Example 4 A promoted activated carbon catalyst designed to contain 10% iron and 90% carbon by weight was prepared as follows:

Four-hundred and thirty-two grams of Columbia activated petroleum coke carbon grade LC in the form of 48+325 mesh U.S. Standard, which had been dried for three hours at 400 F., were placed in a round bottom flask equipped with a dropping funnel and glass tube. The flask was evacuated to 29 inches of Hg and left under vacuum for one hour. A solution of 346 grams in 600 cc. water was added, mixed thoroughly with the carbon and the vacuum released. After standing overnight the flask was flushed with nitrogen and heated at 250 F, in a slow current of nitrogen until dry. The flask was again evacuated and left for an hour under vacuum. A solution of 200 cc. concentrated NH OH in 400 cc. water was added and mixed thoroughly with the carbon. The vacuum was released and the mixture allowed to stand overnight. The contents of the flask were washed three times by decantation with water. The catalyst was dried at 300 F. in a current of nitrogen and then heated at 500 F. for six hours also in nitrogen. Nine-hundred cubic centimeters or 486 grams of black powder were obtained.

During its use for hydrogenation, iron compounds are reduced to metallic iron, as in the case of the other ironcontaining catalysts described hereinafter.

Operation of the process with this catalyst is described in Table II below.

Example 5 Another promoted catalyst designed to contain iron, 3% molybdenum oxide (M00 87% carbon was prepared as follows:

Four-hundred and eighteen grams of Columbia grade LC activated petroleum-coke carbon, 48+325 mesh US. Standard, which had been dried at 400 F. for 3 hours, were placed in a round bottom flask equipped with dropping funnel and glass tube. The flask was evacuated to 29 inches Hg and left under vacuum for one hour. A solution of 346 grams Fe(NO .9H O in 600 cc. water was added, mixed thoroughly with the carbon and the vacuum released. After standing overnight the flash was flushed with nitrogen and heated at 250 F. in a slow current of nitrogen until dry. The flask was again evacuated for one hour and a solution of 18 grams ammonium molybdate in 200 cc. concentrated ammonium hydroxide and 450 cc. water added. After mixing thoroughly, the vacuum was released and the flask allowed to stand overnight. The contents of the flask were Washed three times by decantation, dried at 300 F. in a current of nitrogen and heated at 500 F. for 6 hours in nitrogen. Eight-hundred and forty cubic centimeters or 460 grams of black powder were obtained.

Operation of the process with this catalyst is described in Table II below.

Another promoted catalyst was prepared to contain 7.7% iron and 1.9% tungsten oxide (W0 This catalyst was prepared as follows:

Five-hundred and twenty-two g. of dried (three hours at 400 F.) activated petroleum carbon were placed in a round bottom flask and thoroughly mixed with a solution of 433 g. Fe(NO .9H O in 400 cc. water. After standing overnight the mixture was partially dried in an evaporating dish on the steam plate and returned to the flask.

A solution of ammonium tungstate was prepared by adding 20 g. WO .H O a little at a time with agitation to 50 cc. conc. NH OH and 6 cc. water and warming on the steam plate. The solution was decanted from a small amount of undissolved solid, and mixed with 216 cc. conc. NH OH, 400 cc. water and the activated carbon. After standing over the weekend, the catalyst was washed three times by decantation, dried in the flash in an atmosphere of N and heated in N at 500 F. for four hours. Six-hundred and nine g. or 1100 cc. of dark brown granules were obtained.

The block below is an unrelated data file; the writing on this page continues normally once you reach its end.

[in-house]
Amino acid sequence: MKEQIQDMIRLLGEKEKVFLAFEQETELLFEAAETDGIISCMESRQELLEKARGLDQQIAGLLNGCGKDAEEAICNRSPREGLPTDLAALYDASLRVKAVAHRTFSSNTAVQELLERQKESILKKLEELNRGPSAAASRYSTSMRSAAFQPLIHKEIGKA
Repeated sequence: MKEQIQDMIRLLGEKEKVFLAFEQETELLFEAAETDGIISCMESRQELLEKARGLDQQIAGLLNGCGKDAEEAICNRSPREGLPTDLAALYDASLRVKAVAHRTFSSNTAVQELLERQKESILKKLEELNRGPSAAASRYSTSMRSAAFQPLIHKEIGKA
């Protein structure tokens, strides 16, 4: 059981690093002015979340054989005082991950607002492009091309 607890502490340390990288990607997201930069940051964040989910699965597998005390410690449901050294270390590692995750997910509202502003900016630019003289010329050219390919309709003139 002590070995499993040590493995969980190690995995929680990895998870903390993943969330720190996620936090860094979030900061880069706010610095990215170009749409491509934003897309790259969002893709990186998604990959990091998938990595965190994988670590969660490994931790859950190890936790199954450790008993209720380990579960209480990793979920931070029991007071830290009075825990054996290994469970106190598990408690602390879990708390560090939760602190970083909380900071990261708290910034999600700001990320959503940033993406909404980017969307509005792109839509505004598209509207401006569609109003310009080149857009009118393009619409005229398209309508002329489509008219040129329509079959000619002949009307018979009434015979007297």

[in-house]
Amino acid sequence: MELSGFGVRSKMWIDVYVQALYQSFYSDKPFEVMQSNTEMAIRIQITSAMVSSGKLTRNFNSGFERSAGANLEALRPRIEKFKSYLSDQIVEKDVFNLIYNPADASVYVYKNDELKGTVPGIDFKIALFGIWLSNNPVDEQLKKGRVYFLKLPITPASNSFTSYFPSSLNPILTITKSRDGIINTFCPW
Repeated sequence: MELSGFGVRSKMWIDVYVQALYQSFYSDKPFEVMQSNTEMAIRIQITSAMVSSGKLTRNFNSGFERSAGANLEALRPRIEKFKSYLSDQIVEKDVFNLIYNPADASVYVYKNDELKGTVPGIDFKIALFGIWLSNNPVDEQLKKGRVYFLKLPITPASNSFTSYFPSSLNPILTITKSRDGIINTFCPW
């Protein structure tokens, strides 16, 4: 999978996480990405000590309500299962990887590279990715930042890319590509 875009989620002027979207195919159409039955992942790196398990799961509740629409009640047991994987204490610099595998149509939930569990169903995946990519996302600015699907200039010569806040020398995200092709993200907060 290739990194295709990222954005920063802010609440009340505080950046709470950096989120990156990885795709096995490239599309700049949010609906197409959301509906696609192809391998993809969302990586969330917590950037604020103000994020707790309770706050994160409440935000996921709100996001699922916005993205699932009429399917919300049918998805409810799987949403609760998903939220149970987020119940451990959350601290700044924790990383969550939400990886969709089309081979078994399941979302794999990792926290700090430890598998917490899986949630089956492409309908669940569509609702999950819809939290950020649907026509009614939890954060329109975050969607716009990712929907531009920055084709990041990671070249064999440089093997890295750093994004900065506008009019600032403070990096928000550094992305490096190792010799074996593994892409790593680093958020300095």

A hydrogenation operation with this catalyst is reported in Table III below.

Example 7 An activated carbon catalyst promoted with vanadium oxide (V 0 and iron, and containing 7% iron and 2.9% vanadium oxide by weight was prepared as follows:

Five-hundred and twenty-two g. of dried (300 F. overnight) activated petroleum carbon were placed in a round bottom flask. A solution of 433 g. Fe(NO .9H O in 400 cc. water was added, mixed thoroughly with the carbon and allowed to stand overnight. The mixture was partially dried in an evaporating dish on the steam plate and then returned to the flask. A solution of 250 cc. conc. NH OH in 400 cc. water was added, mixed thoroughly and allowed to stand overnight. The material was washed three times by decantation.

Eighteen g. V 0 were dissolved in 45 g. oxalic acid and cc. water on the steam plate. This solution was added to the carbon, mixed well and allowed to stand overnight. The catalyst was dried in nitrogen and heated for six hours at 800 F. in an atmosphere of nitrogen. Fivehundred and ninety g. or 1160 cc. of brownish black pellets Were obtained.

This catalyst was tested for the hydrogenation of shale oil as reported in Table III below.

TABLE III [2250 p.s.l.g., 10,000 s.c.f./bbl., 0.5 v./hr./v.]

Charge 6 7 C+FB+WO3 C+Fe+VaOl 830 PI 9 36. 6 40. 3 IBP-400 F., vol. percent... 3 23 24 Nitrogen, Wt. percent 1. 87 0. 84 0. 69 Sulfur, Wt. percent 0.81 0.07 0.07 Carbon Residue, Wt. 4.13 0.01 0.002

percent.

5 DUAL CATALYST OPERATION When using continuous operation with a dual catalyst combination, wherein the oil was first passed through a bed of activated carbon pre-catalyst and then through a metal oxide catalyst bed, the same general technique was employed except that two separate beds of two types of catalyst were employed, separated from one another by an additional layer of Berl saddles. Thus the oil being treated, together with hydrogen, was first passed through a layer of saddles to a bed of activated carbon, then through another layer of saddles to a bed of metal oxide catalyst, and then through a third layer of saddles and out of the reactor. Both bends may be located in the same reactor tube, or the first bed of activated carbon may be located in a preheater tube upstream of the reactor tube.

Examples 8, 8A

The first catalyst bed was 6+8 mesh activated unpromoted petroleum carbon and the second catalyst bed was commercially available cobalt molybdate from the Harshaw Chemical Company, in the form of a cobalt oxide-molybdena-alumina-silica material containing 3% C00, 10% M 80% A1 0 and 5% SiO ground to --4+10 mesh. Operating results are reported in Table IV below.

Example 9 The first bed was -6+8 mesh granular activated petroleum carbon impregnated with 10% iron as described in Example 4. Operating results are reported in Table IV.